SHOCK-INDUCED MOLECULAR ASTROCHEMISTRY IN DENSE CLOUDS
MetadataShow full item record
Publisher:Ohio State University
Supernovae have a formidable impact on the dynamics, chemistry and evolution of their local environments. Shocks carve into dense molecular clouds, radiatively cooling the remnant through strong molecular hydrogen and atomic lines. One of important postshock reaction is to convert atomic oxygen to molecular form such as CO, OH and water and these lines fall into THz. I will present observations of a dozen interacting remnants with prominent infrared lines detected by Spitzer, ISO, and ground-based IR telescopes, and show motivation of our granted Herschel and SOFIA observations. Supernovae provide simpler cases of impact of shock than other systems such as protoplanetary disks or protostellar jets where photoionization takes place. In the supernova remnants, the excitation of IR lines of molecular hydrogen requires both a slow shock through dense clumps, and a fast shock through interclump gas. The ortho-to-para ratio is typically much less than LTE, indicating shocks propagating into cold quiescent cloud cores. Evidence of dust grain heating and shattering by the shock is derived from black-body fits to the dust continuum. While radiative cooling and dust processing is beginning to be well understood, the observed oxygen chemistry deviates from equilibrium. We observe enhanced ionization in the shocked gas, which may be by cosmic rays as several of these interacting remnants are prominent GeV gamma-ray sources. The CO, OH and water have been detected from remnants by ISO and water is more than OH, but OH has still elevated abundance compared to theoretical predictions. Finally with Herschel and SOFIA provide opportunity to resolve complicated cooling and astrochemical networks of oxygen-bearing molecules and oxygen chemistry.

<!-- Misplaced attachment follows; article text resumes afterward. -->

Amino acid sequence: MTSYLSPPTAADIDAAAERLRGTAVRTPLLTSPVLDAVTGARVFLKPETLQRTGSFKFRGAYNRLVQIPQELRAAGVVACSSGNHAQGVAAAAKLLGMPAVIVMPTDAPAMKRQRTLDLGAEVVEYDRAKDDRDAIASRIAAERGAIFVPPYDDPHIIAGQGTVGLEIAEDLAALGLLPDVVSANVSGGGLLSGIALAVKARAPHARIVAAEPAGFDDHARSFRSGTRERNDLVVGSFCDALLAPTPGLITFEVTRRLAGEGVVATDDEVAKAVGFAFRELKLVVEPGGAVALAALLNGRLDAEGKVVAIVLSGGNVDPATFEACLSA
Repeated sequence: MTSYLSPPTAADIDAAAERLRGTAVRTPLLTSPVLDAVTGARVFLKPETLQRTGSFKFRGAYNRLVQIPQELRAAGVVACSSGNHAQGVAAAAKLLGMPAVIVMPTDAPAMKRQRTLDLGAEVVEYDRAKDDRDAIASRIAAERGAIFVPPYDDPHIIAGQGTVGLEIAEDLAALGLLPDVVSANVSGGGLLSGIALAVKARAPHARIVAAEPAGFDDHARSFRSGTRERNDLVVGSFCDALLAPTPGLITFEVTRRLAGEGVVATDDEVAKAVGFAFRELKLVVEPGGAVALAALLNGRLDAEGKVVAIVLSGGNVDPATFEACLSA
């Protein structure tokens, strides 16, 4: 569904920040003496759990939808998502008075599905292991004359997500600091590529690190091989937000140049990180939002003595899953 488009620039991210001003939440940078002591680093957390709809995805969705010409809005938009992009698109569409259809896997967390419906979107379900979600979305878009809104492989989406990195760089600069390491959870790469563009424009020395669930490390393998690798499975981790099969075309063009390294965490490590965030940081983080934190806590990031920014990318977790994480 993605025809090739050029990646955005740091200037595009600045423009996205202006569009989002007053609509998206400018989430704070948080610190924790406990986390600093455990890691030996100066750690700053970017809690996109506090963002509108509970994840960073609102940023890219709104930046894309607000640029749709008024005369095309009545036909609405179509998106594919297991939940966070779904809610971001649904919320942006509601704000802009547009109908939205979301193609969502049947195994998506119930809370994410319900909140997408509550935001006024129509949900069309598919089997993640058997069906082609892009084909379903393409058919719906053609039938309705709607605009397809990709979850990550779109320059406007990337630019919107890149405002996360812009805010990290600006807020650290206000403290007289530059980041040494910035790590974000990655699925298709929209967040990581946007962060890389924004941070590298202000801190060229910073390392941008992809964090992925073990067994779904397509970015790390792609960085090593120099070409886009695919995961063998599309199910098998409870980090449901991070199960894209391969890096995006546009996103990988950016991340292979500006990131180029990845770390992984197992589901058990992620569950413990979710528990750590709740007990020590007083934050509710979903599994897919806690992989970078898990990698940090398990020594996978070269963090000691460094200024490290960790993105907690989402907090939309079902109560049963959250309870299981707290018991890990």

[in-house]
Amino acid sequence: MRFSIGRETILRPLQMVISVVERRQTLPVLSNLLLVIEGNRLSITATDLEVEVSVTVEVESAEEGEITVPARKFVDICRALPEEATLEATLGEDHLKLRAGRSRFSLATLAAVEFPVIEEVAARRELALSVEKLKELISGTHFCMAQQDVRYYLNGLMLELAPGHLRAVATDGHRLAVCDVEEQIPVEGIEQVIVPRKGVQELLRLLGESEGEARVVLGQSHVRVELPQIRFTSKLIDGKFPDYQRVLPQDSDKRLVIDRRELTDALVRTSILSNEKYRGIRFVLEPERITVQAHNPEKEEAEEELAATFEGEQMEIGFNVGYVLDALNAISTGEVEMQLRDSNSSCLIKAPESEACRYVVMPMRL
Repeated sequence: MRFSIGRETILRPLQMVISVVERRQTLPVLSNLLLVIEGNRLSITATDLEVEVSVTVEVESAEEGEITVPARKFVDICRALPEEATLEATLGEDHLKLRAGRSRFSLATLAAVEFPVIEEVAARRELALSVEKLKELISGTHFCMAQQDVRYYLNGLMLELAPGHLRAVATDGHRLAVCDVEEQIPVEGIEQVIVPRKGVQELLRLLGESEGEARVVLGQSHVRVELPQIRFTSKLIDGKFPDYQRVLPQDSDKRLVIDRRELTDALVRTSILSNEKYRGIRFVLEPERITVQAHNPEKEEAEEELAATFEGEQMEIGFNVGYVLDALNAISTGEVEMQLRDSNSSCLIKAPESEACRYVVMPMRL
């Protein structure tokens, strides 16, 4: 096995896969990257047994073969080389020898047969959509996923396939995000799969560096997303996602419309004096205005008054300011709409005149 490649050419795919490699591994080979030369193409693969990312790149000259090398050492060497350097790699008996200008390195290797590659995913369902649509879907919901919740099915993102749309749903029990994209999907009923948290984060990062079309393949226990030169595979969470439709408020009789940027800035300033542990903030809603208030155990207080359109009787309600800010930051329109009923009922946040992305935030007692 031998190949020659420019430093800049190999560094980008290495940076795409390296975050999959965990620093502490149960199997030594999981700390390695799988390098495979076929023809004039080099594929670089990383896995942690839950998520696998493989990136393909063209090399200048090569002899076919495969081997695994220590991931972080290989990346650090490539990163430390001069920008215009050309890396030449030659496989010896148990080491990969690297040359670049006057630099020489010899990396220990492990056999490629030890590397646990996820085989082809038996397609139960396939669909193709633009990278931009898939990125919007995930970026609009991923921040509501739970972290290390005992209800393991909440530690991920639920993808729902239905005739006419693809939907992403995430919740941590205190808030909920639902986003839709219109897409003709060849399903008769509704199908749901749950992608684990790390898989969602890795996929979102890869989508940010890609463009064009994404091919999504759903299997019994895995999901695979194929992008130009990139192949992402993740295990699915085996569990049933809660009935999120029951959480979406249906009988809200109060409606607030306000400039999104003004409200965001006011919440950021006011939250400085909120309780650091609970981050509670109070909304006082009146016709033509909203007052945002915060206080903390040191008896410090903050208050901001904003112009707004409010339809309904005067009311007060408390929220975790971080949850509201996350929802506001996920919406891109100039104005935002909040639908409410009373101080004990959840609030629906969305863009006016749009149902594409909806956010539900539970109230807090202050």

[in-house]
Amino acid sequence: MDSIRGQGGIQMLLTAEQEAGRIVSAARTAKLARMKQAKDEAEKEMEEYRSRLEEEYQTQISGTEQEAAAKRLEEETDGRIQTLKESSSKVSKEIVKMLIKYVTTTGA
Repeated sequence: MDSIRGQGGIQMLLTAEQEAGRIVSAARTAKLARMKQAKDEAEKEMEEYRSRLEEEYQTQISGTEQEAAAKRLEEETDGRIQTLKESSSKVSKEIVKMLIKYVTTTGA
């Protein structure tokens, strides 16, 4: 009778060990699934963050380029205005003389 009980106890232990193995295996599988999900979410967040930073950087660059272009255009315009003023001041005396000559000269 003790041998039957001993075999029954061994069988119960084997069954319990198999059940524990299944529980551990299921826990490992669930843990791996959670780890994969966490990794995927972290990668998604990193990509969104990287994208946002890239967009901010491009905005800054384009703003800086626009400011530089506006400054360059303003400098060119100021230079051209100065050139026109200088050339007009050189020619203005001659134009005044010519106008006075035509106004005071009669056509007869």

Author Institution: SOFIA Mission Operations, USRA, NASA Ames Research Center; NASA/Goddard Space Flight Center; SOFIA Mission Operations, USRA, NASA Ames Research Center; ESA, ESTEC, Netherlands; CNRS, Toulouse, France
Items in Knowledge Bank are protected by copyright, with all rights reserved, unless otherwise indicated.